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“Gary, recently, I sent this email to (some associates) I get so fed up listening to coaches at the clubs that I visit talking about "the number 6" or the "number 10" instead of talking positions and giving some real detail about each player's strengths. In an interview with one of the coaches, he said that he did not have a proper centre-forward so he plays ‘two nine-and-a halves’. ( 2 x 9½ ). Of course, we know what he means but please join me in my attempt to rid our game of this crazy habit of assigning numbers to roles in a team. Maybe we could have the courses and our assessments to try to stop coaches talking (silly). I can’t do it by myself. So, instead of a 9 and a 10 coaches want to have two 9½s. No need for a calculator here. Maybe if we play without wingers 7 and 11, we can have two 9s. Get it ?  7 + 11 = 18 = 9 + 9. It would get a bit crowded if we already had a proper number 9 to start with, so three number 9s in all. Very attacking line-up. Or the 7 and 11 could make three 6s – no that would mean that we would have 12 players on the field. Ok, I will stop there, but I am sure you can see that there are lots of other combinations that are just as stupid as having two 9½s, just as daft as always calling the holding midfielder as the number 6, or the midfield play-maker as the 10. Can we only have one play-maker per team ? Remember when Argentina won the World Cup with Osvaldo Ardiles at Number 1. I loved that. Before squad numbers came in, at Liverpool we had a centre-back who wore the number 4 shirt but played as a number 5. How terrible. So confusing !! Steve Heighway wore number 9 as a left-winger, sorry, as a number 11. Ray Kennedy wore number 5 at left-midfield. And there’s more, lots more. Let's describe players by talking about what they do, the skills they have and emphasize their potential. So if we select a player in midfield then let's not trap him/her into just being a defensive midfielder (as if they cannot attack!) or a play-maker (as if they are unable to defend!). Particularly with young players learning the game, let's keep all options open. They are all players. Let’s keep numbers where they should be – on the back of the shirt to identify the players for the observers who don’t know who the players are. Not proper fans. That's the main bit of the email. It really does annoy me”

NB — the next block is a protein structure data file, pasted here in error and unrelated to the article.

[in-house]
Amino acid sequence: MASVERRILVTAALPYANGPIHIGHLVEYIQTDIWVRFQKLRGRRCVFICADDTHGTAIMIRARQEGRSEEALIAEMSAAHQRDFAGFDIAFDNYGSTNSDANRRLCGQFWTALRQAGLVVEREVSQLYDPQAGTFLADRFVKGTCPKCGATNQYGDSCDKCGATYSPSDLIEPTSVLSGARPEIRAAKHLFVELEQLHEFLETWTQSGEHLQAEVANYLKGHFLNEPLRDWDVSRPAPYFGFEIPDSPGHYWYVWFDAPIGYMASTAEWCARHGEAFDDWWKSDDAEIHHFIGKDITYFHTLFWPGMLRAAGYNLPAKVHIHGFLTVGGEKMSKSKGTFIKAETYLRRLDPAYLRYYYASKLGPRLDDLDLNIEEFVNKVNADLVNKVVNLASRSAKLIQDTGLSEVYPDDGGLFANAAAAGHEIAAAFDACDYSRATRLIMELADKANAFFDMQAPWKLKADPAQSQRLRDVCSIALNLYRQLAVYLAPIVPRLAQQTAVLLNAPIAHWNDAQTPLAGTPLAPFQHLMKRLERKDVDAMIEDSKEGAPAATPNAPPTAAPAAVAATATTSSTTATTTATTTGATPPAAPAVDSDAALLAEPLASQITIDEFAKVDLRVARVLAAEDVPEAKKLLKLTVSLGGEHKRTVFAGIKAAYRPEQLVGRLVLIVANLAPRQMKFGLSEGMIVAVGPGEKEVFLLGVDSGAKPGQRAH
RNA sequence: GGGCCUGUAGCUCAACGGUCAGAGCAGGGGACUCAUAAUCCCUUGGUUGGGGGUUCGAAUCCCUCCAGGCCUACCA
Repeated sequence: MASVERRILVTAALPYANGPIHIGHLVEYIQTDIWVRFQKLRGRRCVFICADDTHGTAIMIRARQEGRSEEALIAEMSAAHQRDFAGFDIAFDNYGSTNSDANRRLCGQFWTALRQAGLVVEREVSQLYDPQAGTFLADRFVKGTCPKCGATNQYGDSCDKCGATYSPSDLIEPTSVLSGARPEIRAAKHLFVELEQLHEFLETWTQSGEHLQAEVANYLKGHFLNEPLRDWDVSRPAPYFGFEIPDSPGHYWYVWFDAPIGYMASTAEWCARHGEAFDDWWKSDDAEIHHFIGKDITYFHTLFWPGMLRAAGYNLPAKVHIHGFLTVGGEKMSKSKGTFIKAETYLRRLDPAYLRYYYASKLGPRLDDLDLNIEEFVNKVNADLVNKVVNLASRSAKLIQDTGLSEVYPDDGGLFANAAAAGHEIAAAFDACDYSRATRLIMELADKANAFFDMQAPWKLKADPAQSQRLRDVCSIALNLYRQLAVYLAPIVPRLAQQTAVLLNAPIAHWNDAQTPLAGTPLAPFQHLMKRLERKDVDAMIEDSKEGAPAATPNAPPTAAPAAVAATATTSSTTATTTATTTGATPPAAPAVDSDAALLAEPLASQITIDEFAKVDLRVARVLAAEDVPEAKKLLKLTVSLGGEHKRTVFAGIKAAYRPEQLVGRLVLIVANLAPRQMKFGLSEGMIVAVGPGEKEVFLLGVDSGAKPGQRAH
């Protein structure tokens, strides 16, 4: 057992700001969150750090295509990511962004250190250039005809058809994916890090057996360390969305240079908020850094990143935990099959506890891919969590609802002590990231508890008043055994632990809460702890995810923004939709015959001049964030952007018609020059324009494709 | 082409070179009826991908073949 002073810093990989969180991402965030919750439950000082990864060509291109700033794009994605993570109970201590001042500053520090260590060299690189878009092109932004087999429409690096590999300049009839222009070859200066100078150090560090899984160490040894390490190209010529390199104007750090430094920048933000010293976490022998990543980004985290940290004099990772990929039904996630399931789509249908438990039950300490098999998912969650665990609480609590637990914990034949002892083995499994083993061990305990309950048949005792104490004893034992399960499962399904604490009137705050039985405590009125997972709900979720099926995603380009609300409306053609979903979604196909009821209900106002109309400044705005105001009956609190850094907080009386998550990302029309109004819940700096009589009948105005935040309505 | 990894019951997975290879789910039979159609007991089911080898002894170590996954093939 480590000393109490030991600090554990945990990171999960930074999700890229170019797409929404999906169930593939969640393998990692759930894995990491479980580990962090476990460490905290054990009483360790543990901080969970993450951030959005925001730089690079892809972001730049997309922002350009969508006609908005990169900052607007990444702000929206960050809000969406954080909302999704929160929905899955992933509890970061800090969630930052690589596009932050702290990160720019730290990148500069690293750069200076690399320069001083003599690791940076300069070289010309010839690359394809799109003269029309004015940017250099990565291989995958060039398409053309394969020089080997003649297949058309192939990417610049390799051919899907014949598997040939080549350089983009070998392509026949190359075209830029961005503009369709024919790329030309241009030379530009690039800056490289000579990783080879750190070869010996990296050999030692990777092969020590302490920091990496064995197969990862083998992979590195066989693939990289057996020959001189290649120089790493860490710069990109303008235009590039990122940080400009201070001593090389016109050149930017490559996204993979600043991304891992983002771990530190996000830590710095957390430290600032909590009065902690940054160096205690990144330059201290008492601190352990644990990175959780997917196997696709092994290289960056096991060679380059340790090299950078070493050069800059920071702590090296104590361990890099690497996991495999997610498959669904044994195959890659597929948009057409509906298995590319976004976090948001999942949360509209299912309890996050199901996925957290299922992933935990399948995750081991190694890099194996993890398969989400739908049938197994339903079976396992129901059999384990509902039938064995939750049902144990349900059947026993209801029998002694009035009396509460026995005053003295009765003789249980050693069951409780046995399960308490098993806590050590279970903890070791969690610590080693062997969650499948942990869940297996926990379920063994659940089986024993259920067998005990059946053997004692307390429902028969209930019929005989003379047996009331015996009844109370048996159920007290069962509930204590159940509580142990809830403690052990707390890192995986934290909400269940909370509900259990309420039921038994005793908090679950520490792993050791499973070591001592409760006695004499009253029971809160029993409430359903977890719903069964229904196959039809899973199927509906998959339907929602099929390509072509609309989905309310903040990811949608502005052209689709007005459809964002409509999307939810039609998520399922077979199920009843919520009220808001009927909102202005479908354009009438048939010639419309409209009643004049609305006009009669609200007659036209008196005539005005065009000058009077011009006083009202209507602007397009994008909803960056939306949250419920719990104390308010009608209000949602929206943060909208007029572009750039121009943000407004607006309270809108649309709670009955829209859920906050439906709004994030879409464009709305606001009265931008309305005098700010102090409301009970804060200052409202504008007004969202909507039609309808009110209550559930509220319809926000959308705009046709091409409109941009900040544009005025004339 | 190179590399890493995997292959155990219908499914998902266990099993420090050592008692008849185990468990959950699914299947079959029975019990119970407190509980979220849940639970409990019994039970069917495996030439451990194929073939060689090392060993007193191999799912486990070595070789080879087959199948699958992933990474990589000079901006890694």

John Owens is one of the most respected and experienced person in the world of youth soccer.  After 19 years coaching Liverpool Football Club in the English Premier League he is currently one of the main technical auditors ‘Doublepass’ for US Soccer preforming audits/grading performance of MLS & US Soccer Development Academies. Previously he audited the English Premier League (EPL) and all 94 English Football Academies, evaluating & ranking them into 4 categories in order to positively impact the development of home-grown talent. Doublepass is also the independent audit form for the Belgian, German and Finnish Leagues. John as a former Academy Manager/Coach at Liverpool F.C was Winner FA Youth Cup '06 & '07; England U16 coach '95-'97; England 'C' team coach '97-'01. He possesses a UEFA 'A' License; FA Academy Manager's License; FA youth Coach's Award.  At Liverpool FC and England he coached European Football of the Year Michael Owen overseeing his ascendency from youth to first team to World Cup wonder. He also coached UEFA Champions League winning captain & England captain Steven Gerrard as well as Jamie Carragher, Manchester United’s  Wes Brown and Chelsea’s Joe Cole. John was at Liverpool FC between 1991-2011 in the capacity of Assistant Academy Manager (note manager means ‘coach’ in the UK) for U9-U14 age range; 5 years as Youth Team Coach U19/U18’s winning the FA Youth Cup 2006 and 2007 in the final two years as Youth Team Coach, then 4 years as Academy Manager 2007-11.